Although FIGS. 2A-3B show two conventional embodiments of preamplifiers, other conventional (Prior Art) configurations are also known. For example, another conventional design utilizes the output difference of dual photodiode and transimpedance amplifiers with different band pass regions, thus rejecting low frequency photo current. However, such other conventional designs have other limitations; for example, dual photodiode/transimpedance amplifier configurations require dual photodiodes, of which only one of the two photodiode/transimpedance amplifier circuits is sensitive to the desired time-varying signal. Further, such circuits require additional amplifiers (e.g., a second transimpedance amplifier) that increase costly integrated circuit die area, and are limited in their degree of rejection.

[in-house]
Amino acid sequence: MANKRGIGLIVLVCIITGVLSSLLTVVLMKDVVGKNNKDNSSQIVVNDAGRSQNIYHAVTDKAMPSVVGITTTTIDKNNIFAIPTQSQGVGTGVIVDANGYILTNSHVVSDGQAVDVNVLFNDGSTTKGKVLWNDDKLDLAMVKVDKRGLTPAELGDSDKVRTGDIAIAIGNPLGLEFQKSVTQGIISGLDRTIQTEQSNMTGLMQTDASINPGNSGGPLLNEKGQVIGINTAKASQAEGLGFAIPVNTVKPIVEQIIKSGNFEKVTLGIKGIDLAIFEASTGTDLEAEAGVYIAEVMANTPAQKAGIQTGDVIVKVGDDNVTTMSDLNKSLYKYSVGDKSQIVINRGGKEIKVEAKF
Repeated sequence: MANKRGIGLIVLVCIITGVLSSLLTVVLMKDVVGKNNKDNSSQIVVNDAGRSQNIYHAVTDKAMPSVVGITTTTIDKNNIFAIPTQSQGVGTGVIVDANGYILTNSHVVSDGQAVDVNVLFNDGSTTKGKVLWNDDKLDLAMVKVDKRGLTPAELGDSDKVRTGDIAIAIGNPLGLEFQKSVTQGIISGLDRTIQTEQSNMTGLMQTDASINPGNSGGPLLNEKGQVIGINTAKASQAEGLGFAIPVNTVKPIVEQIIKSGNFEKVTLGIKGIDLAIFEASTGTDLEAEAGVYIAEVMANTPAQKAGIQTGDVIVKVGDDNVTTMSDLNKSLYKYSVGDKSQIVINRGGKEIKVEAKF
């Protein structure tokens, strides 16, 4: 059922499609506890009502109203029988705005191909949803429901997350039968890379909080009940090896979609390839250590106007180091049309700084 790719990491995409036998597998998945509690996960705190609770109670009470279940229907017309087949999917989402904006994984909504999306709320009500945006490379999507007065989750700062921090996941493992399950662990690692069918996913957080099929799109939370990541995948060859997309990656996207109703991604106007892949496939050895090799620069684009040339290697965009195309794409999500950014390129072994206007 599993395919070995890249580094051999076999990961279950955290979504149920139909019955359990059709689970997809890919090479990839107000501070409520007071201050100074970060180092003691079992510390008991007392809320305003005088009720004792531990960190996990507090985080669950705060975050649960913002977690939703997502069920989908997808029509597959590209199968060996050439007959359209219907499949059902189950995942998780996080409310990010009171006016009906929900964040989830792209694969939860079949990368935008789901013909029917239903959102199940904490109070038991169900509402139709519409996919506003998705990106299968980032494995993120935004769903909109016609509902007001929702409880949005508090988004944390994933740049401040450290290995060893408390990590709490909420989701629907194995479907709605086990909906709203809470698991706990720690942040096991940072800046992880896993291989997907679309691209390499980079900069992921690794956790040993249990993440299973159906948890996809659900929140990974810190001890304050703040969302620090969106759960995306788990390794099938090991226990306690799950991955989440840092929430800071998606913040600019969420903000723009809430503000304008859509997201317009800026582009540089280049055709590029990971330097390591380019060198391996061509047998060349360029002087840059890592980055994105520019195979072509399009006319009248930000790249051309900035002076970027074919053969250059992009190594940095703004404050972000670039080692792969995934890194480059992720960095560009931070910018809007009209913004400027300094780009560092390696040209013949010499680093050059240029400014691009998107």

Turning to FIGS. 4A and 4B, simplified and more detailed schematic representations are provided of an improved preamplifier 102 that can be used as the preamplifier 6 in conjunction with the photodiode 4 in accordance with at least some embodiments of the present invention. As shown, the preamplifier 102 includes a TIA 104 that includes an inverting amplifier 106 having input and output terminals that are coupled together by way of a transimpedance feedback resistor 108, with the input terminal also being coupled to the cathode of the photodiode 4. Additionally, the preamplifier 102 includes a high transconductance amplifier 112 having first and second input ports 114 and 116, respectively, and first (inverting) and second (non-inverting) output ports 118 and 120, respectively. As in the case of the preamplifier 22, the output port of the TIA 104 is coupled to the first input port 114 of the high transconductance amplifier 120 by way of a capacitor 110. However, the capacitor 110 is much smaller than the capacitor 30 of the preamplifier 22 and, in the present embodiment, is 15 picofarads. Also, instead of the input ports 114 and 116 of the high transconductance amplifier 112 being coupled by way of any resistor, instead the input ports are respectively coupled to different respective ports of a low transconductance amplifier 122. More specifically, the low transconductance amplifier 122 has an output port 124 that is coupled both to the first input port 114 of the high transconductance amplifier 112 and also to an inverting input 126 of the low transconductance amplifier 122. Further, a DC biasing voltage source 128 is coupled between ground and each of the second input port 116 of the high transconductance amplifier 112 and also a non-inverting input 130 of the low transconductance amplifier 122.